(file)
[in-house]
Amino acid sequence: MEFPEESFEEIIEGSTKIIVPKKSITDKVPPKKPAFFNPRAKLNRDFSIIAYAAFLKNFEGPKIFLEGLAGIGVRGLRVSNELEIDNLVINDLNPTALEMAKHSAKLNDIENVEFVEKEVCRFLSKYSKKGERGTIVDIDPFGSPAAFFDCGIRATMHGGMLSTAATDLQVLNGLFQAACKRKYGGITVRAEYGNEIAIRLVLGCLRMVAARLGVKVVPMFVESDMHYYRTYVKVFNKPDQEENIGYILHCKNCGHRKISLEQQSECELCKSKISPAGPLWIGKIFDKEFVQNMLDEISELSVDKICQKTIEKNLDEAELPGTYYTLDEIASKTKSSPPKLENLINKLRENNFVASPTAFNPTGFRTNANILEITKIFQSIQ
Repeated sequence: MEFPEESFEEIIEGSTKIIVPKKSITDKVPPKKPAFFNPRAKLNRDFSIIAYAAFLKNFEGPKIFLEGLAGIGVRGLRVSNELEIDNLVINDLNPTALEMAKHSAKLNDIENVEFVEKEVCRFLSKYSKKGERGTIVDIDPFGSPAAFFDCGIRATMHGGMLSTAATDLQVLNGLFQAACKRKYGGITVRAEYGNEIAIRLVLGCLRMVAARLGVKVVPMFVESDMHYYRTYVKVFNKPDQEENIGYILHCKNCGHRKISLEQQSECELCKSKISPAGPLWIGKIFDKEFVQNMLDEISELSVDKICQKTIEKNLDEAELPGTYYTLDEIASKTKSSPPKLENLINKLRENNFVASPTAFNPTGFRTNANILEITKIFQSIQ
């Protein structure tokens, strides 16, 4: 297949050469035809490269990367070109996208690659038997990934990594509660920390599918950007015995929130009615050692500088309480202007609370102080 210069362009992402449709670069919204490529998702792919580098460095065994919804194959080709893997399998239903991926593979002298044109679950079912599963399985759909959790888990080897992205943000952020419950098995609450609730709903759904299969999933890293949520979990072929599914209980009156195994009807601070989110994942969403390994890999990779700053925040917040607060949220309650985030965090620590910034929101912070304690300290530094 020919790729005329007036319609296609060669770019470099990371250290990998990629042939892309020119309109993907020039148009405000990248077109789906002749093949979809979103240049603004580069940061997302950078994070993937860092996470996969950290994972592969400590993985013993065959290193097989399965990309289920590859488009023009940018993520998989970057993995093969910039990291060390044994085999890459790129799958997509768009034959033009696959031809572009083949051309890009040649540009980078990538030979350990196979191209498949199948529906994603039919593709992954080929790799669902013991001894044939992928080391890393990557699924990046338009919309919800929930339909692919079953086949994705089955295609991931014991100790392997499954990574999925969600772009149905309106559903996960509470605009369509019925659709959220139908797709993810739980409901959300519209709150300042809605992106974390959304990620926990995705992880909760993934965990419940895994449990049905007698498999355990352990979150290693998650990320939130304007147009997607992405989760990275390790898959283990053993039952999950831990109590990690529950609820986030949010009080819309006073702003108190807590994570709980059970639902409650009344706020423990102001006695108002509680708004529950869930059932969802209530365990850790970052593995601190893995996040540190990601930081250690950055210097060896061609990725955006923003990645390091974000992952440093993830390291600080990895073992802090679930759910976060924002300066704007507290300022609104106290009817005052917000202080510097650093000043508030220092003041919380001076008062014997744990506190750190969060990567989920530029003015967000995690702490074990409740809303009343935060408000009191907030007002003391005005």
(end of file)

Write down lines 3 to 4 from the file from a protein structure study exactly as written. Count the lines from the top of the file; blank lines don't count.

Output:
Repeated sequence: MEFPEESFEEIIEGSTKIIVPKKSITDKVPPKKPAFFNPRAKLNRDFSIIAYAAFLKNFEGPKIFLEGLAGIGVRGLRVSNELEIDNLVINDLNPTALEMAKHSAKLNDIENVEFVEKEVCRFLSKYSKKGERGTIVDIDPFGSPAAFFDCGIRATMHGGMLSTAATDLQVLNGLFQAACKRKYGGITVRAEYGNEIAIRLVLGCLRMVAARLGVKVVPMFVESDMHYYRTYVKVFNKPDQEENIGYILHCKNCGHRKISLEQQSECELCKSKISPAGPLWIGKIFDKEFVQNMLDEISELSVDKICQKTIEKNLDEAELPGTYYTLDEIASKTKSSPPKLENLINKLRENNFVASPTAFNPTGFRTNANILEITKIFQSIQ
């Protein structure tokens, strides 16, 4: 297949050469035809490269990367070109996208690659038997990934990594509660920390599918950007015995929130009615050692500088309480202007609370102080 210069362009992402449709670069919204490529998702792919580098460095065994919804194959080709893997399998239903991926593979002298044109679950079912599963399985759909959790888990080897992205943000952020419950098995609450609730709903759904299969999933890293949520979990072929599914209980009156195994009807601070989110994942969403390994890999990779700053925040917040607060949220309650985030965090620590910034929101912070304690300290530094 020919790729005329007036319609296609060669770019470099990371250290990998990629042939892309020119309109993907020039148009405000990248077109789906002749093949979809979103240049603004580069940061997302950078994070993937860092996470996969950290994972592969400590993985013993065959290193097989399965990309289920590859488009023009940018993520998989970057993995093969910039990291060390044994085999890459790129799958997509768009034959033009696959031809572009083949051309890009040649540009980078990538030979350990196979191209498949199948529906994603039919593709992954080929790799669902013991001894044939992928080391890393990557699924990046338009919309919800929930339909692919079953086949994705089955295609991931014991100790392997499954990574999925969600772009149905309106559903996960509470605009369509019925659709959220139908797709993810739980409901959300519209709150300042809605992106974390959304990620926990995705992880909760993934965990419940895994449990049905007698498999355990352990979150290693998650990320939130304007147009997607992405989760990275390790898959283990053993039952999950831990109590990690529950609820986030949010009080819309006073702003108190807590994570709980059970639902409650009344706020423990102001006695108002509680708004529950869930059932969802209530365990850790970052593995601190893995996040540190990601930081250690950055210097060896061609990725955006923003990645390091974000992952440093993830390291600080990895073992802090679930759910976060924002300066704007507290300022609104106290009817005052917000202080510097650093000043508030220092003041919380001076008062014997744990506190750190969060990567989920530029003015967000995690702490074990409740809303009343935060408000009191907030007002003391005005």